Laguna Seca is as old as it is exciting and last Sunday’s 160-minutes-long race, the second to last in this year’s Weathertech Sportscar Championship, proved just that with all three battles going down the wire and providing unexpected winners at least in GT-LM and the Prototype class.
Even without Mazda on site, busy testing with their new partners Joest Racing on Germany’s Hockenheim, the Prototype class was exciting and what seemed like a done deal after qualifying wasn’t really that on race day. There were, also, battles down in the GT divisions as it always happens with the production-based machinery. All in all, it made us a bit sad that there is only one more racing act left of the 2017 season… but next year should be even more of a show-stopper!
Ricky Taylor was once more unstoppable in qualifying, for a while looking like he’ll take pole by a one-second margin. His 1:16.853 was so far away from anyone else that the best that Christian Fittipaldi could do with a last gasp effort was a 1:17.682. VisitFlorida.com Racing’s Marc Goossens was third thanks to a 1:17.730 aboard the No. 90 Ligier, enough to beat the No. 31 Cadillac. The back end of the Prototype field was made up of the second Ligier, the yellow JDC/Miller ORECA, which was dead last, and the two ESM Ligier-Nissans.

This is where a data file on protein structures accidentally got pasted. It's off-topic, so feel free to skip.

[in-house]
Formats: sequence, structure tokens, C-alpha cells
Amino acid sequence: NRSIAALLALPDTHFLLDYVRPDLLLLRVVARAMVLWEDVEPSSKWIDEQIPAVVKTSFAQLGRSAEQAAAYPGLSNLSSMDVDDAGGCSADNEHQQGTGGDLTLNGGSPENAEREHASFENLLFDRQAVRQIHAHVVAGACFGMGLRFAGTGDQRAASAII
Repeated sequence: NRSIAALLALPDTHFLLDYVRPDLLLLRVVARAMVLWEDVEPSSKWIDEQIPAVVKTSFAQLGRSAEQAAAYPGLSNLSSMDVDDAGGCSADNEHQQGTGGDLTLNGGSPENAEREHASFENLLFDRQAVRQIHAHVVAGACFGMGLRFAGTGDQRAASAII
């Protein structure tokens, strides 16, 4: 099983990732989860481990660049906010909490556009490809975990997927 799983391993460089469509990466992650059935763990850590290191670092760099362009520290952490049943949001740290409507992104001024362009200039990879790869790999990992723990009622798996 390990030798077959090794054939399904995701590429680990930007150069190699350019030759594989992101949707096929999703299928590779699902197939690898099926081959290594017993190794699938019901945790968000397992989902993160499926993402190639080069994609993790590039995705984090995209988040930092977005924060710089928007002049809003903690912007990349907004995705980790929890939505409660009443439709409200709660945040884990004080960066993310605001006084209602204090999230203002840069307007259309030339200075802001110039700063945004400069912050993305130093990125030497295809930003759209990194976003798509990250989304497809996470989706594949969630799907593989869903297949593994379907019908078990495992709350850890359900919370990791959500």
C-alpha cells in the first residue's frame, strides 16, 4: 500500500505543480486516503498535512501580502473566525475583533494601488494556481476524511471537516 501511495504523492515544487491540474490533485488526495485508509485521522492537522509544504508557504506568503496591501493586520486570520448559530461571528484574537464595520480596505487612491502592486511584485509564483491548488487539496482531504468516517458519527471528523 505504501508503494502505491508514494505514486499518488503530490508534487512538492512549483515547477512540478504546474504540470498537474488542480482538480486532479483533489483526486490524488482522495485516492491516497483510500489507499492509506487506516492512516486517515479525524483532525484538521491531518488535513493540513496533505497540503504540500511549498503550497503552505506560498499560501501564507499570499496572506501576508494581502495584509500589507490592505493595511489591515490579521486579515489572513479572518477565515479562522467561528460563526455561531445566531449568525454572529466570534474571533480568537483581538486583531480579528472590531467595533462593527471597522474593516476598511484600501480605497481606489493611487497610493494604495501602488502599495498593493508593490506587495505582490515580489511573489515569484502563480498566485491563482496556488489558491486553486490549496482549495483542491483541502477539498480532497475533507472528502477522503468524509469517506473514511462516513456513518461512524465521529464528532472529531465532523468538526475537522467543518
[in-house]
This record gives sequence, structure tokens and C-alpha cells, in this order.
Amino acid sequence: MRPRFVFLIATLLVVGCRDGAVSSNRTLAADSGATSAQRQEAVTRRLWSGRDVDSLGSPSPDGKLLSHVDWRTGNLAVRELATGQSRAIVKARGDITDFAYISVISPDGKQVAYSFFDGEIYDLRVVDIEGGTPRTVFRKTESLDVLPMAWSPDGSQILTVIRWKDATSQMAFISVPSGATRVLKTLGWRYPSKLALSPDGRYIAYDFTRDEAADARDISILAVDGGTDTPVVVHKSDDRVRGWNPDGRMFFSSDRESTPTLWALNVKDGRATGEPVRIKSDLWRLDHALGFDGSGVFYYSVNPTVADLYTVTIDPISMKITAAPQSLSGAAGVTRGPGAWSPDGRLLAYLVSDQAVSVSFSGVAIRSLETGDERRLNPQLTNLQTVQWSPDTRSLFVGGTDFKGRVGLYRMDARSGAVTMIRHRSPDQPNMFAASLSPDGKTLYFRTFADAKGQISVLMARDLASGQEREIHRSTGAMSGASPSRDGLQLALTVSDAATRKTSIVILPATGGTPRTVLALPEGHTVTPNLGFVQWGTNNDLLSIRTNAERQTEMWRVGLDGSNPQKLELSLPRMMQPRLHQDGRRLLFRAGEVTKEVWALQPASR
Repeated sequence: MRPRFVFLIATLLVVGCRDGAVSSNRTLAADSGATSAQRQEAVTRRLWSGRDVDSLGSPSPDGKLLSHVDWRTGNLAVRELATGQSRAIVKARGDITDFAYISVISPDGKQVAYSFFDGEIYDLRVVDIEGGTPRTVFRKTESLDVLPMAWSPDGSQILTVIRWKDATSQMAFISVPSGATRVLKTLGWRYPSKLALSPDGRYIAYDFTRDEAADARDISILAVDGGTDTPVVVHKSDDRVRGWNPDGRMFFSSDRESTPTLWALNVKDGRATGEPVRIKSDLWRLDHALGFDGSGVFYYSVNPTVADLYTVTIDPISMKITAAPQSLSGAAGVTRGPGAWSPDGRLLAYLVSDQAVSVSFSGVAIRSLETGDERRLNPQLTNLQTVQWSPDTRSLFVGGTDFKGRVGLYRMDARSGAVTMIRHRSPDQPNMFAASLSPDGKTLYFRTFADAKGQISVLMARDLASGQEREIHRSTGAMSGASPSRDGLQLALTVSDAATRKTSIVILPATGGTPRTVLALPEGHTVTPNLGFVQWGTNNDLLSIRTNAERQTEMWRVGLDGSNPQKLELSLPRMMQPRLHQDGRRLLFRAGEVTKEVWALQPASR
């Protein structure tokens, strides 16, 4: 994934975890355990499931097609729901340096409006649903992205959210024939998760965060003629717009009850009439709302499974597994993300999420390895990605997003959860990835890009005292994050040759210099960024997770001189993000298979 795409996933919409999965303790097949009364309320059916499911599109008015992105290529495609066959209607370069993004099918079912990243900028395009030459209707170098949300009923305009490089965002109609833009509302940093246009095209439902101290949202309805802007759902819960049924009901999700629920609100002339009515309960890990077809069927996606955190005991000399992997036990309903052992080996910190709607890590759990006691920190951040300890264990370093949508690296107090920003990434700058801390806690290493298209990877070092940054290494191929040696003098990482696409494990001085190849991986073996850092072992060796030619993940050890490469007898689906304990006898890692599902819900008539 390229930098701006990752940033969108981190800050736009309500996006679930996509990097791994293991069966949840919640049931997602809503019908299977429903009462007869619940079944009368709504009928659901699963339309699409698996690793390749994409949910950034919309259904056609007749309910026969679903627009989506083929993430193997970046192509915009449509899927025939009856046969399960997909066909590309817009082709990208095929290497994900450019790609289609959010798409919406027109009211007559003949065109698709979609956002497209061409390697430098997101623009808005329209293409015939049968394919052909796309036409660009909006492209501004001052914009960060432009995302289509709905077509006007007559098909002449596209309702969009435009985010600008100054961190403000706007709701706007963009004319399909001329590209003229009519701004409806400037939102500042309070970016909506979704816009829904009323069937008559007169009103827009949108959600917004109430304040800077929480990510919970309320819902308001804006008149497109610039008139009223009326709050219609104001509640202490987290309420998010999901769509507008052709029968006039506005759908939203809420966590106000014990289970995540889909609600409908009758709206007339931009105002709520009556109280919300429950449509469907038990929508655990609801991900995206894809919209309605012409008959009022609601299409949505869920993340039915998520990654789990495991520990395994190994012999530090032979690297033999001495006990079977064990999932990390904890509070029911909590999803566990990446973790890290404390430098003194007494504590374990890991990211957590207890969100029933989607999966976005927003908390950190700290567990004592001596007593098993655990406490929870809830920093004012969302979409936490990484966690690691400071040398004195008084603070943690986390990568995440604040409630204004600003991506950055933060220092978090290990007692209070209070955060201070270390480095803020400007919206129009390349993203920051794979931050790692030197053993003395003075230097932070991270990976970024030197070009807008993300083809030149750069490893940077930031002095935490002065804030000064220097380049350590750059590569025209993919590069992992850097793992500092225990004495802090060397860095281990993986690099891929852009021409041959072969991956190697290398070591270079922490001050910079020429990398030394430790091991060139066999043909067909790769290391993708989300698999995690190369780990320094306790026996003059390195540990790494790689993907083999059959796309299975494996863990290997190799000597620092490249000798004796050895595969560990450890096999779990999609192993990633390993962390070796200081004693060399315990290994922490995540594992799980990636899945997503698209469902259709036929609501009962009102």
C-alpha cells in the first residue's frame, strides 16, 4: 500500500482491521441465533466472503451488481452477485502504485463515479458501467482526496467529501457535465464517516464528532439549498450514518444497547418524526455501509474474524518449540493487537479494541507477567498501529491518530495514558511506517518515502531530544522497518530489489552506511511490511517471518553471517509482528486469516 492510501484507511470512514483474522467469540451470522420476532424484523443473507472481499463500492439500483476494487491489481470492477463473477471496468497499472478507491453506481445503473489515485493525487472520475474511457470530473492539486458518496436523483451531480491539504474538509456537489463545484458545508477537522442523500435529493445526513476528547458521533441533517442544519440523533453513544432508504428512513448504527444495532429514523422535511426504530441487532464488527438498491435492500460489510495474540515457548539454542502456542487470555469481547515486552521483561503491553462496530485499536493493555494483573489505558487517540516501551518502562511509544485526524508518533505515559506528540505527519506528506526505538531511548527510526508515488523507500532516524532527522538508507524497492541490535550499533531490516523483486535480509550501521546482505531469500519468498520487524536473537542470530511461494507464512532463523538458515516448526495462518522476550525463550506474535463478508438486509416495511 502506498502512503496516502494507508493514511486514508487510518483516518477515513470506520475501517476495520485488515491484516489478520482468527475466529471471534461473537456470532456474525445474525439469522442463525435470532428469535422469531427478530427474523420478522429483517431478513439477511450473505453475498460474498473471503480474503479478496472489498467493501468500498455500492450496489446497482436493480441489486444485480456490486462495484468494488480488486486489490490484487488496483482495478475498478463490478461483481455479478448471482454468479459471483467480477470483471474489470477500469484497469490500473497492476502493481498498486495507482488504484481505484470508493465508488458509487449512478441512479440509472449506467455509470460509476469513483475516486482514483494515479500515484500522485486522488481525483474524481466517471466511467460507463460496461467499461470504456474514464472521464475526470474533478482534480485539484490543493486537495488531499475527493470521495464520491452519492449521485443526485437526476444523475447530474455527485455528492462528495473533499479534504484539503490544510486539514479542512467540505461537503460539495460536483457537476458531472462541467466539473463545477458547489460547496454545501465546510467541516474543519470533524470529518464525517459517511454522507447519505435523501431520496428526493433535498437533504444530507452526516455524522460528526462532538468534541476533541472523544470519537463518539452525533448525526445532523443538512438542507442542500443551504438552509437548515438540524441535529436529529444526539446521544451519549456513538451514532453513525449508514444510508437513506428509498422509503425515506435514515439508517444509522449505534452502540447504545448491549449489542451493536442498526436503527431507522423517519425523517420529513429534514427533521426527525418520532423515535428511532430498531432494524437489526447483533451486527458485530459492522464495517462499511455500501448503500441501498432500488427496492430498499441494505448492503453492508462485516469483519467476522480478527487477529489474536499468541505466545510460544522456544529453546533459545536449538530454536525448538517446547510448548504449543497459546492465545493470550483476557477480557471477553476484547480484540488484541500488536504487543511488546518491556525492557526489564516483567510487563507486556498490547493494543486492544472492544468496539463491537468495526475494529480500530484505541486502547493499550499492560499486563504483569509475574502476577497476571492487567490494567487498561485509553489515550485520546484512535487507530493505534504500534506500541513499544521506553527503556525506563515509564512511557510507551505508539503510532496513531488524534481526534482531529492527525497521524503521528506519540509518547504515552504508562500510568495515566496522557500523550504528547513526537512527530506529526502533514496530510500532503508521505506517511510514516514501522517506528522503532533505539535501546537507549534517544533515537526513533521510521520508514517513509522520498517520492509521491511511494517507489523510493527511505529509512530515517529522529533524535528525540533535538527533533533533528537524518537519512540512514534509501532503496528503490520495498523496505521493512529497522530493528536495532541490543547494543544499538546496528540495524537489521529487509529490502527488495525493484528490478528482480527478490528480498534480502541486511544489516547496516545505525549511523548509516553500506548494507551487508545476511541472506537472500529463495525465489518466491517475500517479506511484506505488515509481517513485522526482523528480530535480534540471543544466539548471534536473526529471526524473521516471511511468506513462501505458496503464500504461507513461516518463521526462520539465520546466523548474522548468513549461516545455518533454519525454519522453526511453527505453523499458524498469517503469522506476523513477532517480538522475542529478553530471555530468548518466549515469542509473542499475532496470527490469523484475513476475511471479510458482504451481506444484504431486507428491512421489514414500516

Risi Competizione achieved their first pole in three years on the return of the chassis that was wrecked at Le Mans. Toni Vilander clocked a 1:21.914 to beat Dirk Mueller and the two M6 GTLMs which seemed bound to take pole early on in the 15-minutes session. Corvette and Porsche both struggled for speed occupying the final four slots in the top Grand Touring category. The Ferrari was also the only car to put a sub 1:22 lap on the board!
Madison Snow again showed that Lamborghini was the car to have for one fast lap around the track – almost any track. The Paul Miller Racing driver was fastest piloting the No. 48 Huracan, his 1:24.469 being enough to edge out both the Park Place and the Alegra Motorsport Porsches. It was the second biggest pole margin after that for the overall pole. BMW, Acura and Lexus were just behind but Mercedes and Audi were sensibly slower than the benchmark time.
The race was great to watch in all three classes. We also got a surprise winner, the No. 90 Ligier, alas with some “help” from its rivals. It was, anyway, the first win in 2017 for a non-DPI prototype. However, it was Ricky Taylor who led from the drop of the green flag and he did so for the entirety of his stint. He then gave the car over to brother Jordan and he survived a post-safety car restart but not a slow pit stop during the second hour. At fault was the right-front wheel and that lugnut dropped Wayne Taylor’s car down to fifth.
With the two ESM Nissans encountering problems, such as a a couple of off-course trips apiece, and also a troublesome run for the PR1/Mathiasen Ligier which dropped a lap down, Taylor only had to worry with what was ahead of him. Indeed, Pla gave his best to get back on the lead lap in the No. 52 but he also spun twice more in the process, the fact that he put the fastest race lap thus becoming irrelevant. Taylor managed to pass the No. 85 JDC/Miller car, which also moved up thanks to the problems that befell other entries, and the No. 5 AXR Fittipaldi/Barbosa Cadillac. The latter suffered from poor driveability towards the end.